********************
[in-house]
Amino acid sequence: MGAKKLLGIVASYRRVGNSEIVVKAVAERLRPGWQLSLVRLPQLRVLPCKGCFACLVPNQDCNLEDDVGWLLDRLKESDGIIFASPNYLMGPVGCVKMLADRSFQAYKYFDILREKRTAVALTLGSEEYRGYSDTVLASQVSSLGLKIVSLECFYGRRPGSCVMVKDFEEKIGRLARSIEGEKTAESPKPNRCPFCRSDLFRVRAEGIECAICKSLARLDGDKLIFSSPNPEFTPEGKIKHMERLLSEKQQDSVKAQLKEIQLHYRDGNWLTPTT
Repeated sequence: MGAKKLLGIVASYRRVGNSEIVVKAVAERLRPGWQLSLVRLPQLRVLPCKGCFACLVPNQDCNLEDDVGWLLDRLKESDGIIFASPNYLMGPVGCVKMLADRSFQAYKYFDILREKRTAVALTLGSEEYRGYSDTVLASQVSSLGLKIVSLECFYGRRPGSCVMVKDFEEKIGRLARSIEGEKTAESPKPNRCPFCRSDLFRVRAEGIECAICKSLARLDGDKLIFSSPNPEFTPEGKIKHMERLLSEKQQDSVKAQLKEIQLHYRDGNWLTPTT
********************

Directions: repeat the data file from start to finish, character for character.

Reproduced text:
[in-house]
Amino acid sequence: MGAKKLLGIVASYRRVGNSEIVVKAVAERLRPGWQLSLVRLPQLRVLPCKGCFACLVPNQDCNLEDDVGWLLDRLKESDGIIFASPNYLMGPVGCVKMLADRSFQAYKYFDILREKRTAVALTLGSEEYRGYSDTVLASQVSSLGLKIVSLECFYGRRPGSCVMVKDFEEKIGRLARSIEGEKTAESPKPNRCPFCRSDLFRVRAEGIECAICKSLARLDGDKLIFSSPNPEFTPEGKIKHMERLLSEKQQDSVKAQLKEIQLHYRDGNWLTPTT
Repeated sequence: MGAKKLLGIVASYRRVGNSEIVVKAVAERLRPGWQLSLVRLPQLRVLPCKGCFACLVPNQDCNLEDDVGWLLDRLKESDGIIFASPNYLMGPVGCVKMLADRSFQAYKYFDILREKRTAVALTLGSEEYRGYSDTVLASQVSSLGLKIVSLECFYGRRPGSCVMVKDFEEKIGRLARSIEGEKTAESPKPNRCPFCRSDLFRVRAEGIECAICKSLARLDGDKLIFSSPNPEFTPEGKIKHMERLLSEKQQDSVKAQLKEIQLHYRDGNWLTPTT